The Stream

Why are many Alaska Natives supporting a US oil mega project?

On Wednesday, March 22 at 19:30 GMT:
The US government has just approved one of the largest-ever oil drilling projects on federal lands. Located in Alaska’s North Slope, the $8-billion Willow oil project aims to produce an estimated 576 million barrels of oil over the next 30 years.

Environmentalists say the move represents not only a disaster waiting to happen, but a betrayal of US promises to fight climate change. Last week environmental groups filed lawsuits against the US government to halt the planned development. The Willow Project’s approval contradicts US President Joe Biden’s 2020 campaign promise of ending all new oil and gas drilling on federal lands.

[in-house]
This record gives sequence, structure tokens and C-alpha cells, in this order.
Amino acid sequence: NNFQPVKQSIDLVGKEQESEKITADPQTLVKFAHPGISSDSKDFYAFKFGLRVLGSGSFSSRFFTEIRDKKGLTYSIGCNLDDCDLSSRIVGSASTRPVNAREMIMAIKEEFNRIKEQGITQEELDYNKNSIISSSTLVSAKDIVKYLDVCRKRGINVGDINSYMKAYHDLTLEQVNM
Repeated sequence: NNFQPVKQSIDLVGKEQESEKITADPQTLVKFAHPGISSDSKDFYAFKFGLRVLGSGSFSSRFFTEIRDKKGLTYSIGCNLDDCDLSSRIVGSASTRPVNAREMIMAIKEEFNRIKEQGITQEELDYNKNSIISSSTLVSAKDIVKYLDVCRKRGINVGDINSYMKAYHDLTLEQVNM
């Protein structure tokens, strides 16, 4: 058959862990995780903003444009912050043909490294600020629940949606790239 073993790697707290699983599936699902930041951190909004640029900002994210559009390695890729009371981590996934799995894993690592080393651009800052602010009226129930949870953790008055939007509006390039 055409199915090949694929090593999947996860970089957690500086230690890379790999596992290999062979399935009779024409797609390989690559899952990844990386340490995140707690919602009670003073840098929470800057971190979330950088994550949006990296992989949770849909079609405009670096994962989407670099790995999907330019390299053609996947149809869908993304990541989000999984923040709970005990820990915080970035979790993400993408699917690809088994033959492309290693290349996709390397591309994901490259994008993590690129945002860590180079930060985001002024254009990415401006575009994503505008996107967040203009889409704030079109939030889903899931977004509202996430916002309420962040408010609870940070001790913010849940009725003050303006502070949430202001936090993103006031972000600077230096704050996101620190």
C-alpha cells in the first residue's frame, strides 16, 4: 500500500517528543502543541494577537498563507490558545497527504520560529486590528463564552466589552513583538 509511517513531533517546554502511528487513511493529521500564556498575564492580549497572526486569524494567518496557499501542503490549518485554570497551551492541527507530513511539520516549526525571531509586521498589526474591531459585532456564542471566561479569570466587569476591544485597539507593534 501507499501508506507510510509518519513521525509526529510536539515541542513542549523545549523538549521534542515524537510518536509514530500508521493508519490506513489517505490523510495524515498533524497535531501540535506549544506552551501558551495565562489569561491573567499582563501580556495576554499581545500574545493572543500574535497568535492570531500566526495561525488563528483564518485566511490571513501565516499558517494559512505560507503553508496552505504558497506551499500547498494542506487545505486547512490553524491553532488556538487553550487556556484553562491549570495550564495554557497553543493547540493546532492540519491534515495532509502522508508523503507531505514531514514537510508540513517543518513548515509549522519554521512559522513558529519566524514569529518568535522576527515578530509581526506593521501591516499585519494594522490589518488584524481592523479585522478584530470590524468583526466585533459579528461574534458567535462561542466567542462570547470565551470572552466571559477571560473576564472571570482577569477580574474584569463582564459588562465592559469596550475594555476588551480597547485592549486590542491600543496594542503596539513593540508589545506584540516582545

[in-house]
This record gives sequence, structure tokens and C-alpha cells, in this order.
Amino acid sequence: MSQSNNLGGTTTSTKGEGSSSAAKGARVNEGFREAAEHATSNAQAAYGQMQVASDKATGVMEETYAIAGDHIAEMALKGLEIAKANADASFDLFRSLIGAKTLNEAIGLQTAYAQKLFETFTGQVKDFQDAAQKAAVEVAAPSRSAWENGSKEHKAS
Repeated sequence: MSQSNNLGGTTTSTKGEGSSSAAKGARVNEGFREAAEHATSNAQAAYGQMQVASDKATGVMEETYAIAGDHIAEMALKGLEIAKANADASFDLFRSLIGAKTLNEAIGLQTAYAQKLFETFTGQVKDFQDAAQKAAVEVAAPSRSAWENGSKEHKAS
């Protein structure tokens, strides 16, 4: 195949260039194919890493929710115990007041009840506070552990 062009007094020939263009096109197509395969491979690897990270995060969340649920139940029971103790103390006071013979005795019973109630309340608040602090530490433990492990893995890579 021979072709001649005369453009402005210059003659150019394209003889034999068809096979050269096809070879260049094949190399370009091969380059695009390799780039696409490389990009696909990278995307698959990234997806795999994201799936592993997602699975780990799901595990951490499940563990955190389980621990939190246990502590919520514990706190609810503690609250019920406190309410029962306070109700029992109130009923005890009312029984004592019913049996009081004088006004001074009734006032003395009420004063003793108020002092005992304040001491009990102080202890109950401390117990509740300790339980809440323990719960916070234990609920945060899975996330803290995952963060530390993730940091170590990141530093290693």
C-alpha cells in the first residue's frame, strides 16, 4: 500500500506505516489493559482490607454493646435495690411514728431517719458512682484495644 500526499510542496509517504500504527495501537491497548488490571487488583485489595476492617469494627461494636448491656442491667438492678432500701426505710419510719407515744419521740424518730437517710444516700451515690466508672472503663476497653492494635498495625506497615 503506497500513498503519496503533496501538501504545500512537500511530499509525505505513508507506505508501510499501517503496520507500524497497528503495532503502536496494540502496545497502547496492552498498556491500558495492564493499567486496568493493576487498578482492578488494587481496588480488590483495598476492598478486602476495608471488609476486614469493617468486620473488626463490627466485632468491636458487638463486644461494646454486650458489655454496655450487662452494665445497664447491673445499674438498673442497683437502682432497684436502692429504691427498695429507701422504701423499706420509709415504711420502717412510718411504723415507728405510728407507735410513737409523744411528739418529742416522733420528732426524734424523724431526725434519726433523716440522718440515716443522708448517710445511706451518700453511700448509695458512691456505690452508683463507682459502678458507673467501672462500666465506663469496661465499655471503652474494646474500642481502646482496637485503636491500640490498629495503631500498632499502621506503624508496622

The project’s three drilling locations lie within an area that was designated for future oil exploration a century ago. Local supporters, including lawmakers and many North Slope Alaska Natives, see the Willow Project as a win for their communities, as it aims to create thousands of jobs and provide much-needed tax revenue to improve public services.

But some neighbouring Inupiaq communities still fear the threat of pollution and development that could devastate local ecosystems and upend subsistence ways of life.

In the second of three episodes of The Stream dedicated to the climate emergency, we’ll hear more about the Willow Project and the debate over continued oil development in the Arctic.